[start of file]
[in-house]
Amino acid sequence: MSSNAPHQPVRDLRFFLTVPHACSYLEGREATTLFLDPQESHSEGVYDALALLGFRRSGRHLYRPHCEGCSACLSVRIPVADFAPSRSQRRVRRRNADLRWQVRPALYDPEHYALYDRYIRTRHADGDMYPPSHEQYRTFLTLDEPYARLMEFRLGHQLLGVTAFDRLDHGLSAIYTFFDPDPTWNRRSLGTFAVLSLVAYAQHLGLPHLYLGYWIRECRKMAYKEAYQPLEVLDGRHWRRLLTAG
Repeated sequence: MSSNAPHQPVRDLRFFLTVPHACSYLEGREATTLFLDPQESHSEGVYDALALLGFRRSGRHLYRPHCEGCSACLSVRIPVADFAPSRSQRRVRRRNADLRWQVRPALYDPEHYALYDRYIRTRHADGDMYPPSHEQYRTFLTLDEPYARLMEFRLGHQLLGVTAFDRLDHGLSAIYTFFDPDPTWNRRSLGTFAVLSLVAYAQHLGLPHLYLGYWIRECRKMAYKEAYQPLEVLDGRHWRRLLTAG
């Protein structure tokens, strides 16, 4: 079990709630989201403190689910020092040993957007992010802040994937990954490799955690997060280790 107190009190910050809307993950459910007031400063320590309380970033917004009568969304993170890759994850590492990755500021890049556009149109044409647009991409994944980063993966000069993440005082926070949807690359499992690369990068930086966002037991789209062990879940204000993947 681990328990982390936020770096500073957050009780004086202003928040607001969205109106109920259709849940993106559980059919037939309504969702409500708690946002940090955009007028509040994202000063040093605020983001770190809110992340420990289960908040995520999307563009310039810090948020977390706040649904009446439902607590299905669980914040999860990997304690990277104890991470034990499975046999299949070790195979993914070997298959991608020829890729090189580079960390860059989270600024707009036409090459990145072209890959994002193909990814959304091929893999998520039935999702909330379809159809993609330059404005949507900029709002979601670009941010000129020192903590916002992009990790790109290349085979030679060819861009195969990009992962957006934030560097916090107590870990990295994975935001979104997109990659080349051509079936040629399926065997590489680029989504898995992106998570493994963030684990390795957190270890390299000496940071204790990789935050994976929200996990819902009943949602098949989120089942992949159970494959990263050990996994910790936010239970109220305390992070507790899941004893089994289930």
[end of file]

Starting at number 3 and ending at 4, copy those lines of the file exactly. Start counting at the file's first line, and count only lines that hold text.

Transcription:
Repeated sequence: MSSNAPHQPVRDLRFFLTVPHACSYLEGREATTLFLDPQESHSEGVYDALALLGFRRSGRHLYRPHCEGCSACLSVRIPVADFAPSRSQRRVRRRNADLRWQVRPALYDPEHYALYDRYIRTRHADGDMYPPSHEQYRTFLTLDEPYARLMEFRLGHQLLGVTAFDRLDHGLSAIYTFFDPDPTWNRRSLGTFAVLSLVAYAQHLGLPHLYLGYWIRECRKMAYKEAYQPLEVLDGRHWRRLLTAG
């Protein structure tokens, strides 16, 4: 079990709630989201403190689910020092040993957007992010802040994937990954490799955690997060280790 107190009190910050809307993950459910007031400063320590309380970033917004009568969304993170890759994850590492990755500021890049556009149109044409647009991409994944980063993966000069993440005082926070949807690359499992690369990068930086966002037991789209062990879940204000993947 681990328990982390936020770096500073957050009780004086202003928040607001969205109106109920259709849940993106559980059919037939309504969702409500708690946002940090955009007028509040994202000063040093605020983001770190809110992340420990289960908040995520999307563009310039810090948020977390706040649904009446439902607590299905669980914040999860990997304690990277104890991470034990499975046999299949070790195979993914070997298959991608020829890729090189580079960390860059989270600024707009036409090459990145072209890959994002193909990814959304091929893999998520039935999702909330379809159809993609330059404005949507900029709002979601670009941010000129020192903590916002992009990790790109290349085979030679060819861009195969990009992962957006934030560097916090107590870990990295994975935001979104997109990659080349051509079936040629399926065997590489680029989504898995992106998570493994963030684990390795957190270890390299000496940071204790990789935050994976929200996990819902009943949602098949989120089942992949159970494959990263050990996994910790936010239970109220305390992070507790899941004893089994289930």